21st-century technology is helping us address our shared challenges in a variety of exciting ways. We have long known about harnessing the power of the sun’s rays to provide energy, but one of the newest innovations in the solar industry is floating solar arrays.
Floating solar arrays have been in use for a little over a decade, and they are now becoming increasingly popular as the cost of solar panels continues to drop, and the solar market experiences explosive growth as a result.
Large solar installations are already operating in countries such as Australia, China, Japan, France, Singapore and the United States, and there are many more planned or under construction in coming years.
The Advantages of Floating Solar Panels
As proponents of floating solar arrays have pointed out, there are many advantages of locating solar panels on water. In many areas, building on water is much less expensive than buying or renting a large tract of land. There are also fewer regulations for structures built on reservoirs, water treatment ponds and other bodies of water not used for recreation. Unlike most land-based solar plants, floating arrays are easier to hide from public view, as well.
The floating arrays have other assets. They help keep water from evaporating by blocking sunlight before it hits a reservoir’s surface, which makes more water available for drinking and irrigation – a boon for drought-plagued areas. Solar systems installed on water are also cooler due to evaporating water, which causes them to operate more efficiently. According to a study by Korea Water Resources Corporation, a floating array could be 11 percent more productive than land-based systems.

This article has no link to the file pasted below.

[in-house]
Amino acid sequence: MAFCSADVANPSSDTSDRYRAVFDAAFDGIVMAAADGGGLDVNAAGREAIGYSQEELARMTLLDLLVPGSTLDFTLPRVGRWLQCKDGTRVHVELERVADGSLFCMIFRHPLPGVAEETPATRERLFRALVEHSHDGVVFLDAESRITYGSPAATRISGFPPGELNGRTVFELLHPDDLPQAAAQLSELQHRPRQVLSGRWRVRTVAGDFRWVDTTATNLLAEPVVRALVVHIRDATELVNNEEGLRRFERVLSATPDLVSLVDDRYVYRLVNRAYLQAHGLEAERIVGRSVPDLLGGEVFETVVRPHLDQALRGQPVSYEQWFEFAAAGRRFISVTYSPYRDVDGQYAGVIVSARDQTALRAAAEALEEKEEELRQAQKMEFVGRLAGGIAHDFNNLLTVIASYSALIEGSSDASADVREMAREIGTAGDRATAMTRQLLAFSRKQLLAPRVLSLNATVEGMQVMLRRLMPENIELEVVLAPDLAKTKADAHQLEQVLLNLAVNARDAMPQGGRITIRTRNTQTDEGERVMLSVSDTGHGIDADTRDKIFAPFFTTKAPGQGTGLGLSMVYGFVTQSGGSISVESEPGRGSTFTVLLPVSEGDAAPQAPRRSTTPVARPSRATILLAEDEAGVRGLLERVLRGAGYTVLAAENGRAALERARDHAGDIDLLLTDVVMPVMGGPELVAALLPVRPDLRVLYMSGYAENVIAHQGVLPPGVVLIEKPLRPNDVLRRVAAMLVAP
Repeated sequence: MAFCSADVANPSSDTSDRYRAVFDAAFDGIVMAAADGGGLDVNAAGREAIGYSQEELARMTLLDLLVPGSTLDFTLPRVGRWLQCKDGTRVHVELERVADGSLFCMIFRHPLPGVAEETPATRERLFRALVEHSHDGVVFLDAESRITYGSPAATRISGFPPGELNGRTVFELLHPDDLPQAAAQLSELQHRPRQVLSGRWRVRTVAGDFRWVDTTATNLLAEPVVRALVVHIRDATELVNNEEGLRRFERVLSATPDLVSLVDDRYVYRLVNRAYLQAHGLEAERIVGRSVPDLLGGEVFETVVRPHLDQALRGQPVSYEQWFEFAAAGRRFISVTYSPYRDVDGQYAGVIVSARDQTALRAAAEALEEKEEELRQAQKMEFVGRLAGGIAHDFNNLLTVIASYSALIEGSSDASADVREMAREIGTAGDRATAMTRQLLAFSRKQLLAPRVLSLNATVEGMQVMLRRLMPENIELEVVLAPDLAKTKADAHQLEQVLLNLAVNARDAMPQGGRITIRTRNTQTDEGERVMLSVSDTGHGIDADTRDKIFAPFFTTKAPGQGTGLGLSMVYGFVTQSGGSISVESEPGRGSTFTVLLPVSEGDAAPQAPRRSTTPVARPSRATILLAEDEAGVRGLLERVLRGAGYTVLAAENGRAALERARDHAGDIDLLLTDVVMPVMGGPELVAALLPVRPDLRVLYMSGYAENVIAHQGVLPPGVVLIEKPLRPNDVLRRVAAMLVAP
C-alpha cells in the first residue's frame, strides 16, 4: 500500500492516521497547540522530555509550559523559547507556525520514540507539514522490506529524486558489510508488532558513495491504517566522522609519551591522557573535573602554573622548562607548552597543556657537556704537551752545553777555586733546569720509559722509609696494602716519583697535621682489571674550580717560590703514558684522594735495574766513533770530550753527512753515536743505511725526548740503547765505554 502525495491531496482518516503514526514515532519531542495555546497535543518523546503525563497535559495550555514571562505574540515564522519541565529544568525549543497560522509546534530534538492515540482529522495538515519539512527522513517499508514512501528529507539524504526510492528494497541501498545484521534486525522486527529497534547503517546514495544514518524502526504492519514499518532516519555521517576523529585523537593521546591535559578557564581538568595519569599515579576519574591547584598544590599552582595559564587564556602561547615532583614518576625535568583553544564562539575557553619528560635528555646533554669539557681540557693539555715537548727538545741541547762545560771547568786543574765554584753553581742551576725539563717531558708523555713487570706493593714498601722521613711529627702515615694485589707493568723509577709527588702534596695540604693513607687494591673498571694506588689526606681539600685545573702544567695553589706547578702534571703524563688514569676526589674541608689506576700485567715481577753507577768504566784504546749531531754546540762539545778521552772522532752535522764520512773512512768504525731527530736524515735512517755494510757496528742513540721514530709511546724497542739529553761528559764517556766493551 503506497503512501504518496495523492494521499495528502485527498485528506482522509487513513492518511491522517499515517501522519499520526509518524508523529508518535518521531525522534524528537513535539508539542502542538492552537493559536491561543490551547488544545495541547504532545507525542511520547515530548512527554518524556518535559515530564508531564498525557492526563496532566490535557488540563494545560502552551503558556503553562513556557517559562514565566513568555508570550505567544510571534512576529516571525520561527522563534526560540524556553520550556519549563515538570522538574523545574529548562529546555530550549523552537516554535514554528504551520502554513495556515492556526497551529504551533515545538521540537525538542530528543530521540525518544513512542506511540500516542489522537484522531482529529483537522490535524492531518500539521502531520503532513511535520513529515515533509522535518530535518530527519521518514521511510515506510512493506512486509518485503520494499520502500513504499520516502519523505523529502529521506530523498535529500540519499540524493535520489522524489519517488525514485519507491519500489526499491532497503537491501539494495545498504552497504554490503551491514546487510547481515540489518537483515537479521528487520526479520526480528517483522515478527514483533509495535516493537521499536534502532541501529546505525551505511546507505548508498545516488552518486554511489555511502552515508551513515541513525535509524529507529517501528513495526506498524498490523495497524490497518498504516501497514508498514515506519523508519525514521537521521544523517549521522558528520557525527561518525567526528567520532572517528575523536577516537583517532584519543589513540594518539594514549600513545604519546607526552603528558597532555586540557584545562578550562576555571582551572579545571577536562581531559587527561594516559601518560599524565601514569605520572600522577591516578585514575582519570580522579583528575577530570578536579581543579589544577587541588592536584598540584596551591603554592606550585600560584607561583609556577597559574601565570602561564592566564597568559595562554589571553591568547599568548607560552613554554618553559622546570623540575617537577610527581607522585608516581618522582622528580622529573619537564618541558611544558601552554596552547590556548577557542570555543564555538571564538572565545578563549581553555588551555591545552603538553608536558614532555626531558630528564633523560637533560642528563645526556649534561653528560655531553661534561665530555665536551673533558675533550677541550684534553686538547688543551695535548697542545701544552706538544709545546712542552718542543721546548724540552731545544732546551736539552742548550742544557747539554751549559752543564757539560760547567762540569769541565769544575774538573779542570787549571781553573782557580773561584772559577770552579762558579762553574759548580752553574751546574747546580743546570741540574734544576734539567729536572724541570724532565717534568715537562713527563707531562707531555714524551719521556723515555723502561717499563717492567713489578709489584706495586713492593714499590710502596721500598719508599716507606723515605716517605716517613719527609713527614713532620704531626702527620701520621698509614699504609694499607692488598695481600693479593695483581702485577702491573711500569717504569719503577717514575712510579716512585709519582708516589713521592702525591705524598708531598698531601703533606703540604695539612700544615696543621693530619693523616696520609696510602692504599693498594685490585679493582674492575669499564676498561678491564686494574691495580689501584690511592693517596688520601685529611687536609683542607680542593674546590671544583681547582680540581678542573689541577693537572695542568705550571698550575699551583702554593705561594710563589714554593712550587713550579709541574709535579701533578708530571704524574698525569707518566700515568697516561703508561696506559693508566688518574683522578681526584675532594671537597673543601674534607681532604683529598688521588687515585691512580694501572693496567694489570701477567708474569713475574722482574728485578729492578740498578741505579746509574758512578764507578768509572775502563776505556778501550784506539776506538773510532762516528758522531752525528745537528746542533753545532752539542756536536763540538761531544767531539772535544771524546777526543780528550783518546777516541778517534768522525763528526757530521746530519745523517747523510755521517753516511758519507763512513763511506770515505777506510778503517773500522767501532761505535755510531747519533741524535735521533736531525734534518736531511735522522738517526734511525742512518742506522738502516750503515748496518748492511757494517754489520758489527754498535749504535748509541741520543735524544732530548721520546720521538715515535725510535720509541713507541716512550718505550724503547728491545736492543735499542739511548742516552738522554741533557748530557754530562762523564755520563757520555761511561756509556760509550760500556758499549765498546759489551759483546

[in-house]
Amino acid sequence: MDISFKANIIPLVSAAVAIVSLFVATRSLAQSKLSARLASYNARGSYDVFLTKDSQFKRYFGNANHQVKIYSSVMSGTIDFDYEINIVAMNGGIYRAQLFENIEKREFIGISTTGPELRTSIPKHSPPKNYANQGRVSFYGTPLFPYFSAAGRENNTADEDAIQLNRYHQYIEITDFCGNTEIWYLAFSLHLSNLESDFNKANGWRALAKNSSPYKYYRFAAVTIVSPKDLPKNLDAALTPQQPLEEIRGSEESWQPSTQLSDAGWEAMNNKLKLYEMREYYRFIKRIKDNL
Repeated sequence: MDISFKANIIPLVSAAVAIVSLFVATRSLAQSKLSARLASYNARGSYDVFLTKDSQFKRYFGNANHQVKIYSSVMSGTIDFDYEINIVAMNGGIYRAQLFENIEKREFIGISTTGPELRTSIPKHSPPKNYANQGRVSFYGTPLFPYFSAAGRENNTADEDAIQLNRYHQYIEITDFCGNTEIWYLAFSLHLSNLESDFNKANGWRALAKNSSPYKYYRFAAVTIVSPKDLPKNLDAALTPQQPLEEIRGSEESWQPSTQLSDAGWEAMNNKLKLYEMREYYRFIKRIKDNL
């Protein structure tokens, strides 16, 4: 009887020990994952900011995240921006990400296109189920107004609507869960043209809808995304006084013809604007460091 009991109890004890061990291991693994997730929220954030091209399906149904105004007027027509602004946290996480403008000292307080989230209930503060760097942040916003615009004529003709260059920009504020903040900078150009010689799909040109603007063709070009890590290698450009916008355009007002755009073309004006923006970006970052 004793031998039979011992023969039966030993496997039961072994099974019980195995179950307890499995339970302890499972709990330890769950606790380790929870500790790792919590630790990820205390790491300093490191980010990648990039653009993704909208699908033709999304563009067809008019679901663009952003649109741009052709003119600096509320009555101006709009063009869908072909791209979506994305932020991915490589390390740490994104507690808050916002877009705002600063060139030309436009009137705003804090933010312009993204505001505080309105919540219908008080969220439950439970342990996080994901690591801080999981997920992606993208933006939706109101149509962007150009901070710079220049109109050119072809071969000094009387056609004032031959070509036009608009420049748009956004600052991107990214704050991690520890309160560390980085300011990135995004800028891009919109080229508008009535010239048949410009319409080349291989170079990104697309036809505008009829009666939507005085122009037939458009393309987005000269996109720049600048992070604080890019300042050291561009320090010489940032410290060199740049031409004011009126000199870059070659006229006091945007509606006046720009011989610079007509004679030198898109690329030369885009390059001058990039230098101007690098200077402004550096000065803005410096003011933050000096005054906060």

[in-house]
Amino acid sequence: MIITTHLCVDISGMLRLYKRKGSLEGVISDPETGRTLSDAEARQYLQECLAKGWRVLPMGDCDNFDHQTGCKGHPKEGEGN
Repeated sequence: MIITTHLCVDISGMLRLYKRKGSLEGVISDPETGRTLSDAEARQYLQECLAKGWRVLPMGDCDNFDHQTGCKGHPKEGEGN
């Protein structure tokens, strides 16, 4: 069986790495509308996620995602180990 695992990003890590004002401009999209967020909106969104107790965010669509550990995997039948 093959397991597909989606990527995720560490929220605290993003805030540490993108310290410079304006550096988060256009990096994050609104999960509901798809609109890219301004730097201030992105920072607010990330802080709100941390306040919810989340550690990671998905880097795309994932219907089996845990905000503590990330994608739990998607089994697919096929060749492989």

How Floating Solar Panels Work
Floating solar panels are attached to a network of plastic rafts that allow them to stay on top of the water. The structures often feature floating walkways among the rafts to make it easier for workers to access and maintain the solar panels.
To operate safely on the water, the materials used to construct floating solar arrays need to be certified for use in marine environments. Floating solar arrays also need to include several key features that protect them from weather conditions, including a special coating that prevents corrosion.
The connections between the floating panels also need to be strong enough to allow the arrays to stay together and prevent panels from going adrift. In case the water freezes, there has to be some flexibility in the anchoring system that allows them to rest on top of ice. The design of newer arrays allows them to withstand small waves and relatively strong winds.
While solar panels aren’t quite advanced enough to resist damage from sea salt and tall waves, technological advancements may allow the installation of solar arrays on the open ocean in the future. Until then, lakes and reservoirs provide an ideal location for these large systems.
As the technology behind floating solar arrays advances further, the demand for them will increase, as well. There is great potential for this technology in any area with large bodies of water, and the future looks bright for the solar industry.